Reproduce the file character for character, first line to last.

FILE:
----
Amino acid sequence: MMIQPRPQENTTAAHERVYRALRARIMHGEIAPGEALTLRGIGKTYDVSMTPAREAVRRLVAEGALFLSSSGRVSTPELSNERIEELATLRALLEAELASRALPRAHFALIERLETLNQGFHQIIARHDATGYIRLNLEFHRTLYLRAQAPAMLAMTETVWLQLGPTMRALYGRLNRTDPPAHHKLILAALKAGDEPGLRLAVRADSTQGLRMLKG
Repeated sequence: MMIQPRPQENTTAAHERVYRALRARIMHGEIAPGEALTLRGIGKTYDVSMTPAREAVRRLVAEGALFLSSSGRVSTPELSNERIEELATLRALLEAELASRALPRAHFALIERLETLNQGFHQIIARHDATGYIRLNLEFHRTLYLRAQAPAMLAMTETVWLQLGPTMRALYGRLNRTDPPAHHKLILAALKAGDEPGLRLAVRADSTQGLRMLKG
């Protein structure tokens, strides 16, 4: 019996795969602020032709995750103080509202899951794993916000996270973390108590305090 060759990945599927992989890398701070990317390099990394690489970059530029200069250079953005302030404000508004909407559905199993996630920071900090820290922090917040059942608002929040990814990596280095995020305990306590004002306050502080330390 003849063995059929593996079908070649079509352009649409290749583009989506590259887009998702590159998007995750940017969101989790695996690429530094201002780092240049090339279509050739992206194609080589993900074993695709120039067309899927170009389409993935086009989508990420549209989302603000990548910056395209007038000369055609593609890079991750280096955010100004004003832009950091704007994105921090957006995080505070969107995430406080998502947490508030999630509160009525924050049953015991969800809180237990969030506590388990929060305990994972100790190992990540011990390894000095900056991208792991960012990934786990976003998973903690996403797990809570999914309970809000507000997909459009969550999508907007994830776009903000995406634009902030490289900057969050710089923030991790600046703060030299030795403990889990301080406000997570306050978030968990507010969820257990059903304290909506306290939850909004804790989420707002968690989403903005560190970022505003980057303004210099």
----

Amino acid sequence: MMIQPRPQENTTAAHERVYRALRARIMHGEIAPGEALTLRGIGKTYDVSMTPAREAVRRLVAEGALFLSSSGRVSTPELSNERIEELATLRALLEAELASRALPRAHFALIERLETLNQGFHQIIARHDATGYIRLNLEFHRTLYLRAQAPAMLAMTETVWLQLGPTMRALYGRLNRTDPPAHHKLILAALKAGDEPGLRLAVRADSTQGLRMLKG
Repeated sequence: MMIQPRPQENTTAAHERVYRALRARIMHGEIAPGEALTLRGIGKTYDVSMTPAREAVRRLVAEGALFLSSSGRVSTPELSNERIEELATLRALLEAELASRALPRAHFALIERLETLNQGFHQIIARHDATGYIRLNLEFHRTLYLRAQAPAMLAMTETVWLQLGPTMRALYGRLNRTDPPAHHKLILAALKAGDEPGLRLAVRADSTQGLRMLKG
């Protein structure tokens, strides 16, 4: 019996795969602020032709995750103080509202899951794993916000996270973390108590305090 060759990945599927992989890398701070990317390099990394690489970059530029200069250079953005302030404000508004909407559905199993996630920071900090820290922090917040059942608002929040990814990596280095995020305990306590004002306050502080330390 003849063995059929593996079908070649079509352009649409290749583009989506590259887009998702590159998007995750940017969101989790695996690429530094201002780092240049090339279509050739992206194609080589993900074993695709120039067309899927170009389409993935086009989508990420549209989302603000990548910056395209007038000369055609593609890079991750280096955010100004004003832009950091704007994105921090957006995080505070969107995430406080998502947490508030999630509160009525924050049953015991969800809180237990969030506590388990929060305990994972100790190992990540011990390894000095900056991208792991960012990934786990976003998973903690996403797990809570999914309970809000507000997909459009969550999508907007994830776009903000995406634009902030490289900057969050710089923030991790600046703060030299030795403990889990301080406000997570306050978030968990507010969820257990059903304290909506306290939850909004804790989420707002968690989403903005560190970022505003980057303004210099």